The Aquatic Animal Alliance (AAA) – of which OIPA is a member association – is thrilled to announce that Bill HB 1153 – Prohibiting Octopus Farming introduced in the House Agriculture and Natural Resources Committee in the State of Washington in the United States, has passed the first committee vote with overwhelming support from policymakers and members of the public across the globe. The Bill received 9 yes votes and 2 nays from the committee members. The bill moved forward to be voted on by the committee, after a public hearing that received 657 PRO and 55 CON votes from the public. After the hearing, AAA sent a letter, which was signed by 114 organizations, to make sure the committee became aware of the importance of this issue, and how they could be leaders in the world by banning these farms preemptively (read the letter – Vote in favor of Bill HB 1153_Prohibiting octopus farming)

Even though more steps are required before the bill becomes law, this is a historic moment for the movement to #BanOctopusFarming. During the voting session, policymakers spoke about octopus sentience and intelligence, and this bill being a great opportunity to protect this incredible species. It was also mentioned that this was one of the bills they have worked on where they received more comments from the public, so let’s keep speaking up for octopuses!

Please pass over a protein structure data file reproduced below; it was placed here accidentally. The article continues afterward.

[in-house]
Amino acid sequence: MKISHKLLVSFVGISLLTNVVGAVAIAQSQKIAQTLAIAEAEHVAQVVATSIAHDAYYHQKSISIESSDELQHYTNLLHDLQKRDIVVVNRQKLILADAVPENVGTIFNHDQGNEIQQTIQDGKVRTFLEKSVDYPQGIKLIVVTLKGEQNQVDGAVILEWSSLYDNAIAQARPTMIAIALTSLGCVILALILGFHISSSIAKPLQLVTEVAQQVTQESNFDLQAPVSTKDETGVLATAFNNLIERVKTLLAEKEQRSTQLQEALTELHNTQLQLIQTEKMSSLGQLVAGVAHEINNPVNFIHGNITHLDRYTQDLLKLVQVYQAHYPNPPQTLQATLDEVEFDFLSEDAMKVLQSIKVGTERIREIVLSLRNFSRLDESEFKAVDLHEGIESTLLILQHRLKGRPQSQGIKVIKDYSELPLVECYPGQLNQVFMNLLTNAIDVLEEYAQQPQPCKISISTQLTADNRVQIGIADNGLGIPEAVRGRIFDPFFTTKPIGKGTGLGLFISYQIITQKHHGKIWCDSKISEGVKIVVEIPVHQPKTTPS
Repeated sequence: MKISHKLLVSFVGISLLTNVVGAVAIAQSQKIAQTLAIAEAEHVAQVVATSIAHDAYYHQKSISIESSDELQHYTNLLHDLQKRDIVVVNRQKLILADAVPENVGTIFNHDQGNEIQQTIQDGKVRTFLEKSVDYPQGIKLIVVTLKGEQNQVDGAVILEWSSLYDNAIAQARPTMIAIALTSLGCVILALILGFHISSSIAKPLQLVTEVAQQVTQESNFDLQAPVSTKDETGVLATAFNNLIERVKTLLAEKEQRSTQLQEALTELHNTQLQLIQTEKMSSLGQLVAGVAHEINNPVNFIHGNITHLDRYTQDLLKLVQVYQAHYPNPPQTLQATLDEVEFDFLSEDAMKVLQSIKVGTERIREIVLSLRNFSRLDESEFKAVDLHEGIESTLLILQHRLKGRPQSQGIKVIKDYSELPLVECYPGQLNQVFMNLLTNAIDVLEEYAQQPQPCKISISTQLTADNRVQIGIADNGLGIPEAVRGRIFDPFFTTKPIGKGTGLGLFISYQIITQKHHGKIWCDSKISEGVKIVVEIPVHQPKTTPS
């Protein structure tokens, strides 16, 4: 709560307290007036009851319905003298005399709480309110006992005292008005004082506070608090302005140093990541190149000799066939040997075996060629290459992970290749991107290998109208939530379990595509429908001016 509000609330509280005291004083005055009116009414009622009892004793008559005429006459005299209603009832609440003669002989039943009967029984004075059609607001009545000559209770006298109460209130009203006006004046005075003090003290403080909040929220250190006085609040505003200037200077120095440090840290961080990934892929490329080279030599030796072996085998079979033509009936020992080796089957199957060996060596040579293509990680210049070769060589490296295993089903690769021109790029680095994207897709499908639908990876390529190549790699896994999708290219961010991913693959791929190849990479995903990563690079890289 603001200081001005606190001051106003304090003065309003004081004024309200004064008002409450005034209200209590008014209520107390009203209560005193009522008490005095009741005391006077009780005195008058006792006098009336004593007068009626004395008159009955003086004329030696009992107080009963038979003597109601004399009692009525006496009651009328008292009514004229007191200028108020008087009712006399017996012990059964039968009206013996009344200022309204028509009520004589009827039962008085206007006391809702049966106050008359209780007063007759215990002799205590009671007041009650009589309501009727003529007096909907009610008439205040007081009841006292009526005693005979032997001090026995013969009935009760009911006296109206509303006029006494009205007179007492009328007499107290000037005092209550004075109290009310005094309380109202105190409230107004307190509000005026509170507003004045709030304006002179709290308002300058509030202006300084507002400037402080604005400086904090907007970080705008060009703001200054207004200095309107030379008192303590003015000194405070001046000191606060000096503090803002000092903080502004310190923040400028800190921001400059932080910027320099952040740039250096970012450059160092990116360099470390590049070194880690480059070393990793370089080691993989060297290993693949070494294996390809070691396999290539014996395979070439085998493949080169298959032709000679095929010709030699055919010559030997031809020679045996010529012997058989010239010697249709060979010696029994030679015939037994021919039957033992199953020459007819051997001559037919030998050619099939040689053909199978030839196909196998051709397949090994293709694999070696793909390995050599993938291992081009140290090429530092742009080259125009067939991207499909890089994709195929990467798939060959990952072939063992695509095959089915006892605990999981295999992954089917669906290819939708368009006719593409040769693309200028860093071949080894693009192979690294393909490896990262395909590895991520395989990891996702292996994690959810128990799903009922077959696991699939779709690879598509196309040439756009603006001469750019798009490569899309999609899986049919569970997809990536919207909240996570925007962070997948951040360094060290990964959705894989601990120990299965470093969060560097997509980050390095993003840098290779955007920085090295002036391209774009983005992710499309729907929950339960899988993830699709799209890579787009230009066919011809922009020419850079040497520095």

UPDATE: FEBRUARY 2024 – The legislative proposal HB 1153 seeking to prohibit octopus farming in Washington State, has achieved a significant milestone by successfully passing the House Floor. This accomplishment is underscored by a robust bipartisan endorsement, with a vote count of 70 yeas, 27 nays, and 1 excused. Several NGOs has actively supported this cause by submitting multiple letters to the House Agriculture and Natural Resources Committee last year, as well as the House Rules Committee this year. As a result, the bill is poised to advance to the Senate,

Octopus farming is unethical and poses significant concerns regarding animal welfare violations, further environmental degradation, and threats to public health.

Thanks to Aquatic Life Institute and all those who keep supporting our joint fight for octopus.

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